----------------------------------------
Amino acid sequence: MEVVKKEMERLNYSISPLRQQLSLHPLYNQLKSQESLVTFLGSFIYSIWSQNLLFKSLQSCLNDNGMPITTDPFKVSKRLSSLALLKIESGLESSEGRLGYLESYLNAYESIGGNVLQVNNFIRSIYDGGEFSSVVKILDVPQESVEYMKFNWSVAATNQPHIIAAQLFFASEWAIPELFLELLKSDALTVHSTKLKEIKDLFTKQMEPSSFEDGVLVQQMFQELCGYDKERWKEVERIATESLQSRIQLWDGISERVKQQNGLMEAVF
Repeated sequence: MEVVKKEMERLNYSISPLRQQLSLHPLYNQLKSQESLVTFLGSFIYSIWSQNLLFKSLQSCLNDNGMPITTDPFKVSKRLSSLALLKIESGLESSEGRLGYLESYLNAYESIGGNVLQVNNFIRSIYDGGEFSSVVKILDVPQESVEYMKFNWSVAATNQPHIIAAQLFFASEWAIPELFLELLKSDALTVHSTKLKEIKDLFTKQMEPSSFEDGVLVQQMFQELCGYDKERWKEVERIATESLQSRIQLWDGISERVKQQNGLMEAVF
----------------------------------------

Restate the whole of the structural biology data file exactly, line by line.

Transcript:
Amino acid sequence: MEVVKKEMERLNYSISPLRQQLSLHPLYNQLKSQESLVTFLGSFIYSIWSQNLLFKSLQSCLNDNGMPITTDPFKVSKRLSSLALLKIESGLESSEGRLGYLESYLNAYESIGGNVLQVNNFIRSIYDGGEFSSVVKILDVPQESVEYMKFNWSVAATNQPHIIAAQLFFASEWAIPELFLELLKSDALTVHSTKLKEIKDLFTKQMEPSSFEDGVLVQQMFQELCGYDKERWKEVERIATESLQSRIQLWDGISERVKQQNGLMEAVF
Repeated sequence: MEVVKKEMERLNYSISPLRQQLSLHPLYNQLKSQESLVTFLGSFIYSIWSQNLLFKSLQSCLNDNGMPITTDPFKVSKRLSSLALLKIESGLESSEGRLGYLESYLNAYESIGGNVLQVNNFIRSIYDGGEFSSVVKILDVPQESVEYMKFNWSVAATNQPHIIAAQLFFASEWAIPELFLELLKSDALTVHSTKLKEIKDLFTKQMEPSSFEDGVLVQQMFQELCGYDKERWKEVERIATESLQSRIQLWDGISERVKQQNGLMEAVF